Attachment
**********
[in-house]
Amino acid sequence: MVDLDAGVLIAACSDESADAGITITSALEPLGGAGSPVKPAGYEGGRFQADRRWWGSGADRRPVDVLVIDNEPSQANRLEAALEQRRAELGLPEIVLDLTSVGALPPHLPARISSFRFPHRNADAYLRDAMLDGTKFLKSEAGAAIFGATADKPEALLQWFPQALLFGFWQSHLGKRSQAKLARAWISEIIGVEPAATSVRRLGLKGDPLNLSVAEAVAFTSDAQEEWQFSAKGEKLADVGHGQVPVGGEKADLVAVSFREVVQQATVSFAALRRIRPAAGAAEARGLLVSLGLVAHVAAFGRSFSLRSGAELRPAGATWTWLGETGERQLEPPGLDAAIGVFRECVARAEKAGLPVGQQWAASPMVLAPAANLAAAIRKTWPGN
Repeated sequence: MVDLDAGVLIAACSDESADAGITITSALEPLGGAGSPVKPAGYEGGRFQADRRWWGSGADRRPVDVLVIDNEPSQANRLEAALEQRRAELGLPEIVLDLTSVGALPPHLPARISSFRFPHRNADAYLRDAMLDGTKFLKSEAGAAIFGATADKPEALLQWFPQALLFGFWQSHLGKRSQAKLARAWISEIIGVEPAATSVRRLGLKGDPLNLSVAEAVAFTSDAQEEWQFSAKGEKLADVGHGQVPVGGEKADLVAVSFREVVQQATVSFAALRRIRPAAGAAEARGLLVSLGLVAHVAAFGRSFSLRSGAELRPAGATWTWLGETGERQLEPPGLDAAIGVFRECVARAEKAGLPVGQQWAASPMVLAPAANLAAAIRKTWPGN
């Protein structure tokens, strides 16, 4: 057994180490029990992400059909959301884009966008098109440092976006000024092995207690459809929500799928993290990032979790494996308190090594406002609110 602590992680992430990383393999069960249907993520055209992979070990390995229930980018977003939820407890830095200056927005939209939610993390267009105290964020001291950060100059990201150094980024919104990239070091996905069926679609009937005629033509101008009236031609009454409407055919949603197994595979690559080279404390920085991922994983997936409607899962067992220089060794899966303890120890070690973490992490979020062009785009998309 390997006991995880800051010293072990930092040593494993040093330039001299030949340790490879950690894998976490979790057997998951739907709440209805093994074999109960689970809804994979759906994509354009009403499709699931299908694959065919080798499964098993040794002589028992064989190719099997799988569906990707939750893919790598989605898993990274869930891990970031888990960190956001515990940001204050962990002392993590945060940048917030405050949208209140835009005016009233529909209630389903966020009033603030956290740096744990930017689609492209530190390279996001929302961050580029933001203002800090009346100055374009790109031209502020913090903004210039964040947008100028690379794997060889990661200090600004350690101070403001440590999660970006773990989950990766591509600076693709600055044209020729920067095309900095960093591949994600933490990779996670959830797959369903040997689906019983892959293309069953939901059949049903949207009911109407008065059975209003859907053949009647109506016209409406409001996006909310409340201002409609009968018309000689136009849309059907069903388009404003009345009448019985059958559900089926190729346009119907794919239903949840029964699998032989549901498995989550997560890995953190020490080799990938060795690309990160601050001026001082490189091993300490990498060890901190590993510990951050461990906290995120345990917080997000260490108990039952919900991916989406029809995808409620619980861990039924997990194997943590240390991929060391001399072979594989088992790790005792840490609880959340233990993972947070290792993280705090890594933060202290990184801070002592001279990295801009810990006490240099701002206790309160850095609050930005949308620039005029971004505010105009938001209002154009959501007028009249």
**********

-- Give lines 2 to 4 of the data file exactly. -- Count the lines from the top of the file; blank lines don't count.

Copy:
Amino acid sequence: MVDLDAGVLIAACSDESADAGITITSALEPLGGAGSPVKPAGYEGGRFQADRRWWGSGADRRPVDVLVIDNEPSQANRLEAALEQRRAELGLPEIVLDLTSVGALPPHLPARISSFRFPHRNADAYLRDAMLDGTKFLKSEAGAAIFGATADKPEALLQWFPQALLFGFWQSHLGKRSQAKLARAWISEIIGVEPAATSVRRLGLKGDPLNLSVAEAVAFTSDAQEEWQFSAKGEKLADVGHGQVPVGGEKADLVAVSFREVVQQATVSFAALRRIRPAAGAAEARGLLVSLGLVAHVAAFGRSFSLRSGAELRPAGATWTWLGETGERQLEPPGLDAAIGVFRECVARAEKAGLPVGQQWAASPMVLAPAANLAAAIRKTWPGN
Repeated sequence: MVDLDAGVLIAACSDESADAGITITSALEPLGGAGSPVKPAGYEGGRFQADRRWWGSGADRRPVDVLVIDNEPSQANRLEAALEQRRAELGLPEIVLDLTSVGALPPHLPARISSFRFPHRNADAYLRDAMLDGTKFLKSEAGAAIFGATADKPEALLQWFPQALLFGFWQSHLGKRSQAKLARAWISEIIGVEPAATSVRRLGLKGDPLNLSVAEAVAFTSDAQEEWQFSAKGEKLADVGHGQVPVGGEKADLVAVSFREVVQQATVSFAALRRIRPAAGAAEARGLLVSLGLVAHVAAFGRSFSLRSGAELRPAGATWTWLGETGERQLEPPGLDAAIGVFRECVARAEKAGLPVGQQWAASPMVLAPAANLAAAIRKTWPGN
């Protein structure tokens, strides 16, 4: 057994180490029990992400059909959301884009966008098109440092976006000024092995207690459809929500799928993290990032979790494996308190090594406002609110 602590992680992430990383393999069960249907993520055209992979070990390995229930980018977003939820407890830095200056927005939209939610993390267009105290964020001291950060100059990201150094980024919104990239070091996905069926679609009937005629033509101008009236031609009454409407055919949603197994595979690559080279404390920085991922994983997936409607899962067992220089060794899966303890120890070690973490992490979020062009785009998309 390997006991995880800051010293072990930092040593494993040093330039001299030949340790490879950690894998976490979790057997998951739907709440209805093994074999109960689970809804994979759906994509354009009403499709699931299908694959065919080798499964098993040794002589028992064989190719099997799988569906990707939750893919790598989605898993990274869930891990970031888990960190956001515990940001204050962990002392993590945060940048917030405050949208209140835009005016009233529909209630389903966020009033603030956290740096744990930017689609492209530190390279996001929302961050580029933001203002800090009346100055374009790109031209502020913090903004210039964040947008100028690379794997060889990661200090600004350690101070403001440590999660970006773990989950990766591509600076693709600055044209020729920067095309900095960093591949994600933490990779996670959830797959369903040997689906019983892959293309069953939901059949049903949207009911109407008065059975209003859907053949009647109506016209409406409001996006909310409340201002409609009968018309000689136009849309059907069903388009404003009345009448019985059958559900089926190729346009119907794919239903949840029964699998032989549901498995989550997560890995953190020490080799990938060795690309990160601050001026001082490189091993300490990498060890901190590993510990951050461990906290995120345990917080997000260490108990039952919900991916989406029809995808409620619980861990039924997990194997943590240390991929060391001399072979594989088992790790005792840490609880959340233990993972947070290792993280705090890594933060202290990184801070002592001279990295801009810990006490240099701002206790309160850095609050930005949308620039005029971004505010105009938001209002154009959501007028009249």